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Short Story

The Trial of Jonathon Green

by Thomas D. Conger


"It's so beautiful here."

Jonathon breathed deeply, savoring the fresh feel of the ozone-laden air. The smell of new mown hay and rain soaked pines permeated the air.

"Yes, it is beautiful. You help to make it so." Wendy, his mentor and friend, was always cordial and encouraged him to express his feelings.

"When I'm here, I feel free. I can speak my mind and say what I feel. It's not like that in the other place. Sometimes I wonder which place is real."

"They are both real, John."

"JONATHON." He heard his name called in his head and turned to Wendy.

"I've got to go now. She's calling."

"JONATHON, come back sweetheart, come back to momma."

"I'll be here when you come back, John. You know you can always come see me when you need to." Wendy's sweet voice lilted in his memory as he began to return.

                                           * * *

"Umma." John spoke the only word that would pass his lips. "Umma."

"Yes, Jonathon. It's Umma."

Elizabeth Green loved her son more than anything else in this world. Even so, it still broke her heart when she had to tell others her son was a three year old in the body of a sixteen-year-old boy. Too often, her so-called friends turned away when Jonathon came into the living room or kitchen while she had company.

Her hands were clasped about his face, forcing his eyes to look into hers.

"Umma loves you, Jonathon. Umma loves you."

His eyes focused. He smiled his big, slobbery, toothy grin. She mussed his sandy red hair and gave him a hug. It was time for lunch. She never tired of this routine. She understood his autism as much as any mother could. But bringing him back into her world was getting to be more of chore every day, it seemed.

Liz Green was a single mother for the last fourteen years. Her husband didn't understand, couldn't relate to "the boy", as he called him. Thoughts that he had produced a retarded son drove him from his family. Liz didn't know where he was, and by this time, didn't care. Jonathon was a real blessing in her life. Yes, he was also a point of contention between her and potential husbands, but she could not abandon him for anyone.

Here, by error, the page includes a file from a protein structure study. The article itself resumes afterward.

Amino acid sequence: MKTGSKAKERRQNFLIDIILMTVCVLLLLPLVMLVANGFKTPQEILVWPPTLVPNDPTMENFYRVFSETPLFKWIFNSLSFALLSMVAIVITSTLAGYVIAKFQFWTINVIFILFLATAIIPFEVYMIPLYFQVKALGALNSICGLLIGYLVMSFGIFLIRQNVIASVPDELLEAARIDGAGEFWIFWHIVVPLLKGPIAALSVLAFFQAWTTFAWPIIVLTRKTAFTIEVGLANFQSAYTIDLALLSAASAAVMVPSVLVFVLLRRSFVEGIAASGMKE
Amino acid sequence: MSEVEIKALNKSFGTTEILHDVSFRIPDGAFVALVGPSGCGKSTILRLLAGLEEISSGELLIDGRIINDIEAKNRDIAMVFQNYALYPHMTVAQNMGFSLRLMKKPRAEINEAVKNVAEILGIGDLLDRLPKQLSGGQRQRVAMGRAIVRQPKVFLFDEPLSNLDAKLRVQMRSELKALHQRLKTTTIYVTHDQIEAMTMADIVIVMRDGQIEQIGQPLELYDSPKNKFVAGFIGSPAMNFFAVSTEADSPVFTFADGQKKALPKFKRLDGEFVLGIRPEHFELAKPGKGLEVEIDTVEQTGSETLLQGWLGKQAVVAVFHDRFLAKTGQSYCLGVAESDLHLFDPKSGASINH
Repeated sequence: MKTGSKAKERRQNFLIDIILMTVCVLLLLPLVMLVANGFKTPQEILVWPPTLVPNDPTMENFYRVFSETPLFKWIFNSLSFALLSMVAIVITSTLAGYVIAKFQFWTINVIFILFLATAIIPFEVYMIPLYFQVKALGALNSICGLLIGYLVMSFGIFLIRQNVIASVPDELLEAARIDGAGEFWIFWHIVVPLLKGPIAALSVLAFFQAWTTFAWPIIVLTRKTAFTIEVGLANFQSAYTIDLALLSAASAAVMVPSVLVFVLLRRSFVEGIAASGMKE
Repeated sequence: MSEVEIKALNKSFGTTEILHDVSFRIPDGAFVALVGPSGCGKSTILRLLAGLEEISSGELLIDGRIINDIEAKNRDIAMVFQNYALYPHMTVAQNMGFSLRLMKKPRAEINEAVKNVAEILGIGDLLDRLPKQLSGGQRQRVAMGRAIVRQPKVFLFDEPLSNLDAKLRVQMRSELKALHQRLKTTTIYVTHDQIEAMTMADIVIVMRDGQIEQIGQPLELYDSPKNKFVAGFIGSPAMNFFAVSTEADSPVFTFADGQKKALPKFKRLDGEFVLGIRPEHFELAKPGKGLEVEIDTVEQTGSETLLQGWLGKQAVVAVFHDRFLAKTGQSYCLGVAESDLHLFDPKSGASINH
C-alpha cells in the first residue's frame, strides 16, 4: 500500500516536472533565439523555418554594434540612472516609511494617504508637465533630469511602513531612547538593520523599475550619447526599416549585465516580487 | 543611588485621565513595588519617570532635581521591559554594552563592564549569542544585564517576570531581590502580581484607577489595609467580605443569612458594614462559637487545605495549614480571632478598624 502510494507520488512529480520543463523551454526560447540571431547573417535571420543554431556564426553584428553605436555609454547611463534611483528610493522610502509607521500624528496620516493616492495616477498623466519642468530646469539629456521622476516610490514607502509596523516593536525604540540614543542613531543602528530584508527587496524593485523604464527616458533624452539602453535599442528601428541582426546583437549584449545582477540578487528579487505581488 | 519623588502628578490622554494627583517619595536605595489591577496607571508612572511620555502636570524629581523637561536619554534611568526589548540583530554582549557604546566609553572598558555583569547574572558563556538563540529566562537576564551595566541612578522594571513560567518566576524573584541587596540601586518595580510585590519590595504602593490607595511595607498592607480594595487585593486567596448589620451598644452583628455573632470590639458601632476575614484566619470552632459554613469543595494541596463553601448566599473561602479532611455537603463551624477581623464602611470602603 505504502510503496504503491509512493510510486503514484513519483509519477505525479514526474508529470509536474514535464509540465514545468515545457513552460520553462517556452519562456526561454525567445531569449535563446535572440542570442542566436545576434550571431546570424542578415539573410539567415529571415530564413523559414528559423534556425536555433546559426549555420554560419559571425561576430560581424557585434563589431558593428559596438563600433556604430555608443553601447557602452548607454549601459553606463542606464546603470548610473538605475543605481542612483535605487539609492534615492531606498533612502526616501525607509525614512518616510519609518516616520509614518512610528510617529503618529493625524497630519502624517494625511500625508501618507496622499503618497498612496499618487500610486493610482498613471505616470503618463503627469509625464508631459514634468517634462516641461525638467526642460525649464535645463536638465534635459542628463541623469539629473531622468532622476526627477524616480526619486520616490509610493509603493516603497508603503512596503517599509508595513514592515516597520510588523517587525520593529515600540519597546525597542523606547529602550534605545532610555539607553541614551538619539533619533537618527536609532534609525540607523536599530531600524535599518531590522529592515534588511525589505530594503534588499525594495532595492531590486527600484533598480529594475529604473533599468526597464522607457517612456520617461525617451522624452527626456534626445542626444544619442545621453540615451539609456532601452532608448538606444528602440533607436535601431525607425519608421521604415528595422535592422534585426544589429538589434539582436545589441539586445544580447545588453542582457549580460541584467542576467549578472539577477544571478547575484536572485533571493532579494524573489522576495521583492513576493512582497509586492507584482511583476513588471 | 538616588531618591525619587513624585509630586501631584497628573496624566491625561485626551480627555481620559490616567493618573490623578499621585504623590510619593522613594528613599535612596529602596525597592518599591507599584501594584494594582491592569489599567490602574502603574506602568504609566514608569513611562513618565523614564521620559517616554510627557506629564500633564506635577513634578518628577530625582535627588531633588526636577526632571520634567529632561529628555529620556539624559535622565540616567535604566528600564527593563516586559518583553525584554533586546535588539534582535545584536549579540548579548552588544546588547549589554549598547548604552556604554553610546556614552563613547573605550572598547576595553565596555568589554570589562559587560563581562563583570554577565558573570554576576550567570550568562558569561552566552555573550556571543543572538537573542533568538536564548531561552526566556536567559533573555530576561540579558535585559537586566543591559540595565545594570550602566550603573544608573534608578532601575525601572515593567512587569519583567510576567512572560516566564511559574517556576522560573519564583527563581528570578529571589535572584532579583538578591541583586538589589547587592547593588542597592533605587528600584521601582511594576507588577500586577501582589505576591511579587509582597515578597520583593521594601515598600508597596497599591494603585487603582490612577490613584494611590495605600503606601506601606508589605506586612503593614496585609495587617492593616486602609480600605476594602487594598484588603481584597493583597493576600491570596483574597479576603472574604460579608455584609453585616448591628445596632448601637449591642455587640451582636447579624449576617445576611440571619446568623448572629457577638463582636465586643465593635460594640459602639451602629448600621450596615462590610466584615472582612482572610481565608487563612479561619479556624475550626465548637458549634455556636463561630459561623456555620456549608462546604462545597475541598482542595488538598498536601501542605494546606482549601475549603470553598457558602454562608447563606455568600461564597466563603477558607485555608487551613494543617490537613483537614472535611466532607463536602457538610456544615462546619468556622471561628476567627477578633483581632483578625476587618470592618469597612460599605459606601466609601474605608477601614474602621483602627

The hardest part of raising Jonathon was not knowing how much got through to him. Did he feel love? She thought so. He seemed to respond to her affections. It seemed that loving him was the only way to bring him back from his never-never land.

Did he feel anger and rage? There was no way to tell. The trend seemed to be that he left her more when there were angry words spoken, even when they were not directed at him. But, oh how she loved her little man.

                                               * * *

John walked slowly through the meadow, drinking in the aroma of the wild flowers, the cool pines, and wild grass. Ahh, how he loved being here. He came to the cobblestone path that led to the hamlet and found Wendy waiting for him at the well in the center of the square.

"Hi, John. Glad you're back. Is there anything you want to tell me? We can talk here. There are only my ears to hear what you have to say."

"You are so beautiful, Wendy. You are so full of life and energy. I guess there is a lot to talk about. My mother has another man friend. She talks about him a lot. I think she's going to bring him home soon. I don't know what to do. When I meet mom's friends they always shun me. I guess I understand. They don't know that I have so much to say and so much to offer, but when I'm in that world, the links don't connect. It's so frustrating."

"I can imagine," she responded. Her face showed dismay, her eyes fell to his feet as she listened, her heart aching to help him. But this world was hers. She could not move between the two worlds as he could. She could only console him and remain his friend.

"The last time I was there, mom had a party with all her friends from her work. She introduced them to me. I wanted so much to say hi to them, but the words stayed in my head. And when I looked at them, they mostly turned away. Their sour looks haunt me still. I know it hurt momma's feelings, knowing that none of them wanted to talk to me or love me."

Wendy put her hands on his broad shoulders.

"I'm so sorry to hear that. You know you're loved here. Perhaps that will have to be enough for now. Let's walk in the meadow. Maybe we can work some of those feelings out."

                                               * * *